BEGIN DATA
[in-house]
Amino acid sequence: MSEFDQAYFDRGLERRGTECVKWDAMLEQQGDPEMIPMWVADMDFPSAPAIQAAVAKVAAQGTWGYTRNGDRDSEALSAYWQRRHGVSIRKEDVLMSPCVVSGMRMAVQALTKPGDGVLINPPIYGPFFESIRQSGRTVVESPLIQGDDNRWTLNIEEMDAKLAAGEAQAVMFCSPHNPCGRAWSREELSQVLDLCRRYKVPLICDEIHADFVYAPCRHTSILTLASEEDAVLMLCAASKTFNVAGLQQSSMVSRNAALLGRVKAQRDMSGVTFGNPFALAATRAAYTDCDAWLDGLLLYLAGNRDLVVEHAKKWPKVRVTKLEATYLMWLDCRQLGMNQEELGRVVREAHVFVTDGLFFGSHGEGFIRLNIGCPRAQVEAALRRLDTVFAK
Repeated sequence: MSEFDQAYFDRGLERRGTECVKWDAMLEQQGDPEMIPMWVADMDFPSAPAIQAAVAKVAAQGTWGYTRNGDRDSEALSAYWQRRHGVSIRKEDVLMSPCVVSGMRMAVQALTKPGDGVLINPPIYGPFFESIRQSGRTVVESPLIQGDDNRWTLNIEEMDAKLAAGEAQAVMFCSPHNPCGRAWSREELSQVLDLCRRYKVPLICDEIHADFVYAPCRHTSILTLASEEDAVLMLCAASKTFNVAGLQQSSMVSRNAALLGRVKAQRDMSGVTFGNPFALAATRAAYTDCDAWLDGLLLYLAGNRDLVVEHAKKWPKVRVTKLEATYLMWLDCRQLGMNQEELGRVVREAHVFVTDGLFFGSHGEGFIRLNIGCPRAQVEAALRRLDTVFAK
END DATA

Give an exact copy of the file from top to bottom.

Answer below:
[in-house]
Amino acid sequence: MSEFDQAYFDRGLERRGTECVKWDAMLEQQGDPEMIPMWVADMDFPSAPAIQAAVAKVAAQGTWGYTRNGDRDSEALSAYWQRRHGVSIRKEDVLMSPCVVSGMRMAVQALTKPGDGVLINPPIYGPFFESIRQSGRTVVESPLIQGDDNRWTLNIEEMDAKLAAGEAQAVMFCSPHNPCGRAWSREELSQVLDLCRRYKVPLICDEIHADFVYAPCRHTSILTLASEEDAVLMLCAASKTFNVAGLQQSSMVSRNAALLGRVKAQRDMSGVTFGNPFALAATRAAYTDCDAWLDGLLLYLAGNRDLVVEHAKKWPKVRVTKLEATYLMWLDCRQLGMNQEELGRVVREAHVFVTDGLFFGSHGEGFIRLNIGCPRAQVEAALRRLDTVFAK
Repeated sequence: MSEFDQAYFDRGLERRGTECVKWDAMLEQQGDPEMIPMWVADMDFPSAPAIQAAVAKVAAQGTWGYTRNGDRDSEALSAYWQRRHGVSIRKEDVLMSPCVVSGMRMAVQALTKPGDGVLINPPIYGPFFESIRQSGRTVVESPLIQGDDNRWTLNIEEMDAKLAAGEAQAVMFCSPHNPCGRAWSREELSQVLDLCRRYKVPLICDEIHADFVYAPCRHTSILTLASEEDAVLMLCAASKTFNVAGLQQSSMVSRNAALLGRVKAQRDMSGVTFGNPFALAATRAAYTDCDAWLDGLLLYLAGNRDLVVEHAKKWPKVRVTKLEATYLMWLDCRQLGMNQEELGRVVREAHVFVTDGLFFGSHGEGFIRLNIGCPRAQVEAALRRLDTVFAK